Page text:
CRTC can regulate the internet and protect free speech, says its president

Critics still say Bill C-11 would give the CRTC too much power to regulate online streaming

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CRTC Chairman Ian Scott says the CRTC can do the job of implementing the Liberal government’s controversial online broadcasting legislation, including the protection of free speech.

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Speaking at Ryerson University in Toronto, Scott ignored critics’ concerns about giving the broadcasting and telecommunications regulator responsibility for determining how to put Bill C-11 into practice. .

“Users of online services and social media expect freedom of expression, and they will continue to enjoy it under the new Broadcasting Act,” Scott said in his speech Friday, according to a transcript. made available by the CRTC on Monday.

“In other words, the CRTC makes approximately 250 broadcasting decisions annually. Not a single one has ever been successfully challenged on the grounds that it somehow infringes on the freedom of expression of Canadians.

Bill C-11 is the government’s second attempt to update the Broadcasting Act, with the aim of setting up the CRTC to regulate online streaming companies such as Netflix as it does broadcasters. traditional. The previous version, Bill C-10, died on the order paper when the federal election was called. It sparked outrage after the government removed an exemption for user-generated content, placing Canadians’ social media posts under the regulatory authority of the CRTC.

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When Heritage Minister Pablo Rodriguez reintroduced it as Bill C-11, this provision was back – but critics pointed to additional exemptions to this exemption that they say still give the CRTC too much power. to interpret and implement legislation.

Scott argued that it makes sense to give the CRTC that kind of leeway, instead of being specific in legislation that could be outdated long before the government has a chance to update it. He noted that the Broadcasting Act is 30 years old.

“Some have warned that the bill, in its current form, leaves too much room for the CRTC to determine,” such as the definition of an online broadcaster or content that makes a “significant contribution” to Canadian culture, a said Scott.

The danger of being too specific in legislation is that it becomes a static document once passed, he said. “As we have seen, it may be several decades before parliament has a chance to review legislation, and in the meantime circumstances on the ground may change significantly.”

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On the other hand, a regulator “can act quickly to update its regulatory policies” by launching a public procedure and then issuing a decision.

It is “clear to use that the intention of the bill is to exclude individual users from regulation

Ian Scott

Scott said it was “clear to us that the intent of the bill is to exclude individual users from regulation.”

Others expressed concerns that Bill C-11 could affect digital creators. Industry group Digital First Canada told the government in an open letter in late March that the bill’s wording did not match Rodriguez’s promise that digital creators would be excluded.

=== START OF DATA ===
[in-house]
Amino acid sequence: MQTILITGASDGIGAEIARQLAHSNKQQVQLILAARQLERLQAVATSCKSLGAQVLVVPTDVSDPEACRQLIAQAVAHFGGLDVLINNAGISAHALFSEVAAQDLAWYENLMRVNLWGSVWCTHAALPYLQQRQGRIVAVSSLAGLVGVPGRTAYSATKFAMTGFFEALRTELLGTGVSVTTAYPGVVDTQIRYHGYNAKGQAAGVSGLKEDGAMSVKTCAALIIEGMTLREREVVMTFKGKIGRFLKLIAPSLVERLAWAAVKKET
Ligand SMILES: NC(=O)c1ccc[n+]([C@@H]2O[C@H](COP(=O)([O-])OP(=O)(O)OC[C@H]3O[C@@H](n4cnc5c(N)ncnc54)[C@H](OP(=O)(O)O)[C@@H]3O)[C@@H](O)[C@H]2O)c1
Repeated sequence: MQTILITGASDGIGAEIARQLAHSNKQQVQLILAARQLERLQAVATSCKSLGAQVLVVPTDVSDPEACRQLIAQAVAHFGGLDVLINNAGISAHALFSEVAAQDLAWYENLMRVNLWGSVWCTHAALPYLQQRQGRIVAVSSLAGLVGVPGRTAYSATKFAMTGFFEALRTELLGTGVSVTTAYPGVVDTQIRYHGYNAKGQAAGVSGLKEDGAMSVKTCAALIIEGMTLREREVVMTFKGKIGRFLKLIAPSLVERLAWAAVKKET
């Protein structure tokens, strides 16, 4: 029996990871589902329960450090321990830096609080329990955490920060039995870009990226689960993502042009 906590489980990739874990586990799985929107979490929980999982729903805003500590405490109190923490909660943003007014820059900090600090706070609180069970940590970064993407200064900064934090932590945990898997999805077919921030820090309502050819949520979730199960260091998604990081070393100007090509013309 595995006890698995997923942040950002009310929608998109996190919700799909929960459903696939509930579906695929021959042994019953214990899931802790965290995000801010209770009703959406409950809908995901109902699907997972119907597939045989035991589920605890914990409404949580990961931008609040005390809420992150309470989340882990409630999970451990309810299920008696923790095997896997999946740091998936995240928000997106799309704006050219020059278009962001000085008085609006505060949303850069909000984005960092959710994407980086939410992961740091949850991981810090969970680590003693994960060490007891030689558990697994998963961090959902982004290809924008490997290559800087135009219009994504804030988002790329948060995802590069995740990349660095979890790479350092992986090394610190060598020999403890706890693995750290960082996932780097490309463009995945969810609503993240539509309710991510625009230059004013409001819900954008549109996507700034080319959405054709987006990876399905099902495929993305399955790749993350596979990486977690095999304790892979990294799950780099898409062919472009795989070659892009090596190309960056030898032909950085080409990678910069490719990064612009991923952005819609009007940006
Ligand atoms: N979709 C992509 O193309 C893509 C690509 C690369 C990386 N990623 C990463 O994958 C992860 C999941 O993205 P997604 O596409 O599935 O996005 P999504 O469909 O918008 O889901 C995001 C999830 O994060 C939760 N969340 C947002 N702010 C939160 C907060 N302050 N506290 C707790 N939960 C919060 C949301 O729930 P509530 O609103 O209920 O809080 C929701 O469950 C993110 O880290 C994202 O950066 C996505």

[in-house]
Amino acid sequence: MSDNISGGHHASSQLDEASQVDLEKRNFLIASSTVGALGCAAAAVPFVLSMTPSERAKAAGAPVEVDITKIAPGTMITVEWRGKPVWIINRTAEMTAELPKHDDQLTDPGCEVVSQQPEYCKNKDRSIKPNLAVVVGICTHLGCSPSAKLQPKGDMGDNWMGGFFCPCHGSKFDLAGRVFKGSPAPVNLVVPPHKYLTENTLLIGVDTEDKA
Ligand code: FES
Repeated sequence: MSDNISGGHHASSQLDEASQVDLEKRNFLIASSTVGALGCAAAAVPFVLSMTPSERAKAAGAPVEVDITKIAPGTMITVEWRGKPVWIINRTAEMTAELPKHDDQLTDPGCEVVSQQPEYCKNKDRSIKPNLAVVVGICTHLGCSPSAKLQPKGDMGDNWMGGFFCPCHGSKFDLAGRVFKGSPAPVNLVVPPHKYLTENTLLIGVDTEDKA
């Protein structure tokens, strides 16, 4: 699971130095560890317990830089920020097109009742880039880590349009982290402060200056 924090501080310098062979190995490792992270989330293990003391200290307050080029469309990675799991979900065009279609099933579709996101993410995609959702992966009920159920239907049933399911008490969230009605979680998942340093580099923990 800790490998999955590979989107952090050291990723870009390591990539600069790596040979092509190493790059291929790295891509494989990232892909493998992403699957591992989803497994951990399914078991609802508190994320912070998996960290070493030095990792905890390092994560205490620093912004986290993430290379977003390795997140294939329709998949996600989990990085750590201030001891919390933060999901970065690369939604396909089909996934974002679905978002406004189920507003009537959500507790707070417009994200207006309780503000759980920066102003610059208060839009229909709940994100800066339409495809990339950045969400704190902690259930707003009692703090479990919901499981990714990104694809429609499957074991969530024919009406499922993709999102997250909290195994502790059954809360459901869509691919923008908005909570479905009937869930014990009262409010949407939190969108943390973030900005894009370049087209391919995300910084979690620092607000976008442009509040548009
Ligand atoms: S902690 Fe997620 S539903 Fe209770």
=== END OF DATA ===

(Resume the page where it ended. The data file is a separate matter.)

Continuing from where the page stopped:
“As currently drafted, the bill will still allow the CRTC to regulate content from digital creators and control how platforms present content to Canadians,” the group said. “Bill C-11 gives the CRTC new powers, including the power to regulate ‘professional’ social media content – which is defined so broadly that it could include all content posted by Canadians on their favorite platforms. »

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In his speech, Scott said the “CRTC’s intent was not to do anything that would harm, restrict or impede” the ability of digital creators to “create and share their content.”

“We understand that Canada’s digitally-focused creators are innovators who have used their creativity and the freedom of the internet to attract audiences and subscribers, many of whom are outside of Canada,” he said. -he declares.

Scott also addressed some of the criticisms regarding the CRTC’s ability to implement Bill C-11. Concerns have also been raised about a separate Liberal government bill – due to be introduced as soon as Tuesday – that will require Google and Facebook to share their revenue with news publishers. A number of stakeholders expect the CRTC to also be the regulator implementing this legislation, the National Post reported.

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“People ask if we have the expertise to regulate online streaming in Canada,” Scott acknowledged. He responded that the CRTC “has a long history and solid track record of implementing effective policies and adapting its approaches over time to meet the changing needs of Canadians and the broadcasting system.”

He said the CRTC has always strived to maintain a “flexible approach to regulation”, noting that the commission has chosen for years not to regulate online platforms, but only to monitor their effects on the system of communication. Canadian broadcasting.

Scott said the CRTC will follow the same approach it has always taken to policy development, holding public consultations to gather evidence. “We will need everyone’s help to design the new regulatory framework that will be needed to implement Bill C-11,” he said, “because we cannot simply apply our traditional approaches of regulation in the online world.



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